Edward Welch, P&R (2001), 320 pages, 4 of 5 stars
Voluntary slavery. This is how Edward Welch defines addiction. His thesis: the root problem of our addictions is not genetic makeup but ultimately a disorder of worship. He centers on addictions like alcohol and drugs but also addresses lying, pornography, overeating, and laziness.
Regarding the last point, my wife once asked our neighbor if she has any hobbies. “Sleeping”, was her reply. This book could help her.
Welch gets the big issue right. Addictions are not the fault of chemical imbalances. The deepest problem is sin, meaning the greatest solution is the gospel. He also shines when digging deeply into the psychological nature of sin, by “psychological” I mean in relation to the mind, not lying on a couch hitting a pillow tagged “Dad”. He is a bit soft on Alcoholics Anonymous but that is quibbling.
Husband, Father, Pastor, Preacher
As father and husband, I was convicted that anger is an addiction (see quote #8 below). As a pastor, I was convicted for not being more approachable. “Ask family members. Are you perceived as humble and patient by those close to you? Are you quick to anger? If so, no one is going to be eager to speak honestly with you” (70).
As a preacher, I need to be more practical in the pulpit. Welsh gives 7 behaviors to spot addicts, 8 ideas for private worship, and 14 ways to remember you are in a battle. P-r-a-c-t-i-c-a-l. He uses every weapon available, be it role-play, homework, or illustrations. Who said Presbyterians aren’t teetotalers? He rails against gateway drugs like cigarettes and alcohol and reminds us that addiction is monolithic. “Everything is alcohol (drug, food, sex) soluble.” Whatever the addiction, it can dilute guilt, alleviate depression, bring pleasure and quiet loss.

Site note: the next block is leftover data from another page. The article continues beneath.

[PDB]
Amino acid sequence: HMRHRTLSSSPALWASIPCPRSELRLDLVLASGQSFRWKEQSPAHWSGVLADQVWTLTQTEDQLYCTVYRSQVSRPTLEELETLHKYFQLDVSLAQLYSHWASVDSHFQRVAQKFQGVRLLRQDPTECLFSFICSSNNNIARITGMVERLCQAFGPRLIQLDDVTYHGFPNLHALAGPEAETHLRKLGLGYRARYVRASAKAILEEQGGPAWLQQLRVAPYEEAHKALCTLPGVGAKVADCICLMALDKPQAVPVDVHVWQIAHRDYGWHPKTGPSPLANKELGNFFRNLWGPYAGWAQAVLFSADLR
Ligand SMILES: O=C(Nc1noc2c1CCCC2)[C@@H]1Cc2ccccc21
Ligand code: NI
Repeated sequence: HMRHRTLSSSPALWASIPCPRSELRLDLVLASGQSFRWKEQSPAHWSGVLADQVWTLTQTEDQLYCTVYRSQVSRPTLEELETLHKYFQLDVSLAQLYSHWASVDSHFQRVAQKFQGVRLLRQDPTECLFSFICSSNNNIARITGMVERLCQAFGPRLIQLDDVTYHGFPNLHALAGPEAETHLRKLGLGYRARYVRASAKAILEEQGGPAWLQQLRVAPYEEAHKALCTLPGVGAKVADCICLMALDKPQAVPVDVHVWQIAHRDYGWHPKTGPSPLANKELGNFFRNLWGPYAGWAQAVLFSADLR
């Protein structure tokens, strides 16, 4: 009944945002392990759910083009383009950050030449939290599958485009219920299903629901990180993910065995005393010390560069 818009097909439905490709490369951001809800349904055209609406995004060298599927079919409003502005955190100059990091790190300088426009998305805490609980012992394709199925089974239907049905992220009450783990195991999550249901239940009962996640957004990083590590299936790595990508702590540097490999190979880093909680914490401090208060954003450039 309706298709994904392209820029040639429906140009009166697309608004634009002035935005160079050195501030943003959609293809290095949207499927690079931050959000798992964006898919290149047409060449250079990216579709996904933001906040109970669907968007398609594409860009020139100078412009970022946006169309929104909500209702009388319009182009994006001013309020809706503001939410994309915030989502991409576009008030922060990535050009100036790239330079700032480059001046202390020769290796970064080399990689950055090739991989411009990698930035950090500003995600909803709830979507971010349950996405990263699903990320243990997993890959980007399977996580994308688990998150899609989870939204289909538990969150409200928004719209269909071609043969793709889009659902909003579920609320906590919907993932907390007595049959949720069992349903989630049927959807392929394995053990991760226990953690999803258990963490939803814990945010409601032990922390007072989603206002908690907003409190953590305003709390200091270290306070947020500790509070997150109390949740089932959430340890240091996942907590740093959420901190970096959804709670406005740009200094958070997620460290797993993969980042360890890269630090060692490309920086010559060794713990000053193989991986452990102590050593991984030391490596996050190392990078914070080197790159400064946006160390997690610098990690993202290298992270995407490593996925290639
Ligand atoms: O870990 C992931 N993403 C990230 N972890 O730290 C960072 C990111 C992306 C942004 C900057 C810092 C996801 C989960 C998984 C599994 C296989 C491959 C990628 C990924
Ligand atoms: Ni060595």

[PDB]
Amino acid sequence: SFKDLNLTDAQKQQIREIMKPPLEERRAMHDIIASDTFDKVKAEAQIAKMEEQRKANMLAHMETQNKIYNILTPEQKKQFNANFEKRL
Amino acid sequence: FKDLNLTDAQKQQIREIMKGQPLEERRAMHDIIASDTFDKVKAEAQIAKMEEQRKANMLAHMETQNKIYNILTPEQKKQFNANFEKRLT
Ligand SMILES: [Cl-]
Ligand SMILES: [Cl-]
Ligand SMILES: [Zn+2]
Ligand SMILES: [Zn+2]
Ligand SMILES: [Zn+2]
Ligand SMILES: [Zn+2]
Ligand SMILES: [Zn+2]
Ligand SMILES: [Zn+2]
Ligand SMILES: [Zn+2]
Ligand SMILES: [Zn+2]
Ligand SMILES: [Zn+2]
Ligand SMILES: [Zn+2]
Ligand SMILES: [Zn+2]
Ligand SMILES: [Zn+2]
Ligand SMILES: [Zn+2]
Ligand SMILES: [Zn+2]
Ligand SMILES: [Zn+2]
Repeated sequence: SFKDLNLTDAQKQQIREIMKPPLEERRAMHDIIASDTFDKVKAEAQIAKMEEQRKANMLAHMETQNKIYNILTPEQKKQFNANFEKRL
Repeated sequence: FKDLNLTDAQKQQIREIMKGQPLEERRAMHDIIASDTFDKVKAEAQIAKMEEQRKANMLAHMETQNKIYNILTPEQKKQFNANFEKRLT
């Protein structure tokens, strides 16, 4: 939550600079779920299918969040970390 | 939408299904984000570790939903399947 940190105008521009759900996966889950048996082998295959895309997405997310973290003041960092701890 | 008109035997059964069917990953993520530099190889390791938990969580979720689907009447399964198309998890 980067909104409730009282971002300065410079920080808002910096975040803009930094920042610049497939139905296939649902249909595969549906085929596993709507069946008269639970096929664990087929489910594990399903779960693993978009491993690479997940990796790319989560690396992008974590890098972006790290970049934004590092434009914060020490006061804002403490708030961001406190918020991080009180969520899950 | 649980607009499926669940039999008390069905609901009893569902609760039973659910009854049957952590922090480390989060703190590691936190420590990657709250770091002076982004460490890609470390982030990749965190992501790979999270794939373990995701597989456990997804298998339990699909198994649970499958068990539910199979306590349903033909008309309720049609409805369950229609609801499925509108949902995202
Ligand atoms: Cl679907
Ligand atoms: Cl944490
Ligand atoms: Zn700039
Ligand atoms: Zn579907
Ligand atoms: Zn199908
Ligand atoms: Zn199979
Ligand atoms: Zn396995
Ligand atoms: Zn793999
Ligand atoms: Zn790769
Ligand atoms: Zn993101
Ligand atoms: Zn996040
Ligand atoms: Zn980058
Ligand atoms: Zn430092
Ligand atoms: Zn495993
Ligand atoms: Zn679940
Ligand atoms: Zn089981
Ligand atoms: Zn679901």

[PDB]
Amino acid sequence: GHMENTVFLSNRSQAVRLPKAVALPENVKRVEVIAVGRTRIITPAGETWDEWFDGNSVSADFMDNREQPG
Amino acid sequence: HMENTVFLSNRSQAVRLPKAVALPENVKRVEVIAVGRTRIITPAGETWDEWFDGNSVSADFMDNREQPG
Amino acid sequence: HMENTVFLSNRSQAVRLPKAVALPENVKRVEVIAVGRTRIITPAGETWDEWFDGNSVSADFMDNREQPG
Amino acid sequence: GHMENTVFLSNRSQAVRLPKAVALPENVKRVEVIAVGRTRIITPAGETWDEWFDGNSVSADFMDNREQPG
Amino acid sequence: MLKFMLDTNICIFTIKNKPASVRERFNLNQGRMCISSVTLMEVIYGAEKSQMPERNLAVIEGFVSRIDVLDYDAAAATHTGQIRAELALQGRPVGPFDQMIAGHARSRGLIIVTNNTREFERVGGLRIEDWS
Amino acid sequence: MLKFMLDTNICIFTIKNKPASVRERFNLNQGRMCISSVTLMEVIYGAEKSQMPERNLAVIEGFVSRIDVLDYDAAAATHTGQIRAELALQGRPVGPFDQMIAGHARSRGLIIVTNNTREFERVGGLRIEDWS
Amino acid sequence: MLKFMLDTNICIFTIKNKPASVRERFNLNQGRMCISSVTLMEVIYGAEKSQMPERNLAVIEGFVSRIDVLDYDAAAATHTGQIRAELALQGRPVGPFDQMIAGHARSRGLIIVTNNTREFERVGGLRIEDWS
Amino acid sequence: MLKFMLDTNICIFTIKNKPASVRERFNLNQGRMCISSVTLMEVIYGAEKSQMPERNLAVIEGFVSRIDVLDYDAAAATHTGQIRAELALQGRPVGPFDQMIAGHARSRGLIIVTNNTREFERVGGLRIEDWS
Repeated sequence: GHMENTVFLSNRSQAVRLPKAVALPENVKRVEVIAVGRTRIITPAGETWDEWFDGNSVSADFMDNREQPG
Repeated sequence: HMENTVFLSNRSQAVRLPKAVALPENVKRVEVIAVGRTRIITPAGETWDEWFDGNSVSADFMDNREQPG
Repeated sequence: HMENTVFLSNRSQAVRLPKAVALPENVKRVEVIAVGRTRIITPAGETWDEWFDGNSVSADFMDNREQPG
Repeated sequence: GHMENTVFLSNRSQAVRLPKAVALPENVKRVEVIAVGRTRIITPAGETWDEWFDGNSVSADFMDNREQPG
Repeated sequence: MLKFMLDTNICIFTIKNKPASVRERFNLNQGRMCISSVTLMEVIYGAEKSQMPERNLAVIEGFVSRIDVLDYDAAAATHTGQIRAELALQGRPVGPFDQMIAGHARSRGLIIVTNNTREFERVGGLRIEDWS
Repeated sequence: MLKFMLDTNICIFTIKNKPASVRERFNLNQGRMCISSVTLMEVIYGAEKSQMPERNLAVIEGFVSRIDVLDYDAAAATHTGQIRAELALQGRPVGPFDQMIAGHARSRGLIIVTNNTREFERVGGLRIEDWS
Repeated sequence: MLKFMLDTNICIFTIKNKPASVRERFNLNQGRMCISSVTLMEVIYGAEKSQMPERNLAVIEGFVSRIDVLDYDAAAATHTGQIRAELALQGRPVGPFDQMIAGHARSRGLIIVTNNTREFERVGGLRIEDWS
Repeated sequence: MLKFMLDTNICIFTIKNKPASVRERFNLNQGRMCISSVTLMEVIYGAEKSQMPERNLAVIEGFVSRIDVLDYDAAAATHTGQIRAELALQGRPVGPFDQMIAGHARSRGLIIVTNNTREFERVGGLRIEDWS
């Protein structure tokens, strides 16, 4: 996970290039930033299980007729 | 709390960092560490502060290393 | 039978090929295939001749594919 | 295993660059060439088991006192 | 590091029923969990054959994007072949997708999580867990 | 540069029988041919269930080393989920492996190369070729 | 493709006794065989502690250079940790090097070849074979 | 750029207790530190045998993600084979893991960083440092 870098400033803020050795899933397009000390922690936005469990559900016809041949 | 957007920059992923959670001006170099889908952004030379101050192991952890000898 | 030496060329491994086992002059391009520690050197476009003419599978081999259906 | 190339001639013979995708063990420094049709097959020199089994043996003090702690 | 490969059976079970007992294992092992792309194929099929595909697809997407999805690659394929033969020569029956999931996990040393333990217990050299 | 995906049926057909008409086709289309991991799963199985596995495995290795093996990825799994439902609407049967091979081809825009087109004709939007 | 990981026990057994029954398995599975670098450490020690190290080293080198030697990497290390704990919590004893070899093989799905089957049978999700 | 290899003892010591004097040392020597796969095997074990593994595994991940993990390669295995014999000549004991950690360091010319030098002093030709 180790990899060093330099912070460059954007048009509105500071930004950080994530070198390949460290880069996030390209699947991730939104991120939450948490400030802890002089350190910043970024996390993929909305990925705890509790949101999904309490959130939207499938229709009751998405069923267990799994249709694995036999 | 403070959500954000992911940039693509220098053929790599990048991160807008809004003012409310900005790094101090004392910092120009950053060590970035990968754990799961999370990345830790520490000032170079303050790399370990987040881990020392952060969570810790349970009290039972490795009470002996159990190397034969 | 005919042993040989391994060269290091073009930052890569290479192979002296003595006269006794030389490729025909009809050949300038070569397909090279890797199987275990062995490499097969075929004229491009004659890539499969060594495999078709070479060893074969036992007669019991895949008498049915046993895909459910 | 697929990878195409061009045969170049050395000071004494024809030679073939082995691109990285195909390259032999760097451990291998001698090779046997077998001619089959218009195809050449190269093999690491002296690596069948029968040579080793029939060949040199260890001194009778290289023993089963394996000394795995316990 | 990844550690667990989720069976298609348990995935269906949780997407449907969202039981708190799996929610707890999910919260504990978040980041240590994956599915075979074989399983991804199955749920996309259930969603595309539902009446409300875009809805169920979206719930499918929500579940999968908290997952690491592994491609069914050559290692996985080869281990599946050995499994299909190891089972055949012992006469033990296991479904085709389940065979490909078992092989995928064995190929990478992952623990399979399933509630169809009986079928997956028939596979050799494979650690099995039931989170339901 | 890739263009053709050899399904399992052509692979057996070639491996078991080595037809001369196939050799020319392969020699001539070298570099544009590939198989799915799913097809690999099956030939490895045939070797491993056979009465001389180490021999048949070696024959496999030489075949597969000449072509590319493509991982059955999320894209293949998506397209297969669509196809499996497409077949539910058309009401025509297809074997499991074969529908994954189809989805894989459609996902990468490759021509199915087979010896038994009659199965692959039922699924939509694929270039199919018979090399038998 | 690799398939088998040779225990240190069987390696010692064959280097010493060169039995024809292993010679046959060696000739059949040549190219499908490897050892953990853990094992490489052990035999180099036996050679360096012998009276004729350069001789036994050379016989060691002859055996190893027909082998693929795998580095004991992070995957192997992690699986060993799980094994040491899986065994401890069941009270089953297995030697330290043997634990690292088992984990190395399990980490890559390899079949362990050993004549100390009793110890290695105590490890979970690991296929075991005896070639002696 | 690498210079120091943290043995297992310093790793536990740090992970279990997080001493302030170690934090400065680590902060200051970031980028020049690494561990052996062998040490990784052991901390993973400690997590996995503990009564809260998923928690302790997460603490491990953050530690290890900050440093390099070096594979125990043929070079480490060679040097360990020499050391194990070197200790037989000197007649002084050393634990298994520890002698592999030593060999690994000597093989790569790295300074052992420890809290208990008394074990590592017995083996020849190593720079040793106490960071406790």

- Perhaps no other narrative portrays the irrational nature of sin so clearly [than Samson in Judg. 13-16]. With Delilah his lust defied all reason. Over and over she was exposed as a betrayer, yet Samson was intoxicated with her. Although aware of her plotting, his desire still blinded him. (57).
- Satan and sin are like wild animals (1Pt. 5:8; Gn. 4:7). There is no subtlety here. No wooing, attractive women. No idol that holds out promises it can’t keep. This is just plain old in-your-face, rip-you-apart warfare. Sin and Satan victimize. They enslave. (60)
- Addicts must know that they are being given a gift, and those who are helping addicts must know how to give this gift in a way that reflects its cost and beauty. Beautiful gifts must be presented in the most attractive way possible. Ask the person, “Does what we talk about sound like condemnation, or does it sound like a beautiful gift?” (63)
- When an addict is caught, excuses are masterful. They are offered immediately, without hesitation. They are bold, without averted eyes or a hint of “I just got found out.” Inevitably, they will somehow make friends and loved ones feel guilty. (75)
- [Use a gentle tongue]. If there is going to be a battle, you want it to be between the person and God, not between the person and yourself. (94)
- Being rebuked is not the same thing as being hypocritically judged. (114)
- We can quickly identify [evil] temptations by asking ourselves which of our desires prefer to stay in the dark. Which desires do we want to hide from certain people? (230)
- Let’s say a husband and father is dominated by anger. When he gives into his rage, he verbally abuses his family and destroys property. Rage is his addiction; he wants it. (241)